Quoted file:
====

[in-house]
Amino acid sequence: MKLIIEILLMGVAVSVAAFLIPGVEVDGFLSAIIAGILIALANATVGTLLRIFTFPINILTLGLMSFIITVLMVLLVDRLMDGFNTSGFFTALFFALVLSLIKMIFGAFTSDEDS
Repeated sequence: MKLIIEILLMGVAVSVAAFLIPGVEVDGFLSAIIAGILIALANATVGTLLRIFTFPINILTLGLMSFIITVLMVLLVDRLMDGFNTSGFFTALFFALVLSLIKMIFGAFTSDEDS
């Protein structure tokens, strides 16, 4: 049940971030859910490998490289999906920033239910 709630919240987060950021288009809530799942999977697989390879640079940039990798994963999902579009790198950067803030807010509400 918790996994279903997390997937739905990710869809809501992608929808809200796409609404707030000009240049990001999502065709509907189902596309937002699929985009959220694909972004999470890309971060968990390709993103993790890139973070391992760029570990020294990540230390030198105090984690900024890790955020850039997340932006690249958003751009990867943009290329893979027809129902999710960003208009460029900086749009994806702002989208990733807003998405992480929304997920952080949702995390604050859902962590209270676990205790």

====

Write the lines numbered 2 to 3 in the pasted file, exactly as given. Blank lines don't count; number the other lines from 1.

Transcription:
Amino acid sequence: MKLIIEILLMGVAVSVAAFLIPGVEVDGFLSAIIAGILIALANATVGTLLRIFTFPINILTLGLMSFIITVLMVLLVDRLMDGFNTSGFFTALFFALVLSLIKMIFGAFTSDEDS
Repeated sequence: MKLIIEILLMGVAVSVAAFLIPGVEVDGFLSAIIAGILIALANATVGTLLRIFTFPINILTLGLMSFIITVLMVLLVDRLMDGFNTSGFFTALFFALVLSLIKMIFGAFTSDEDS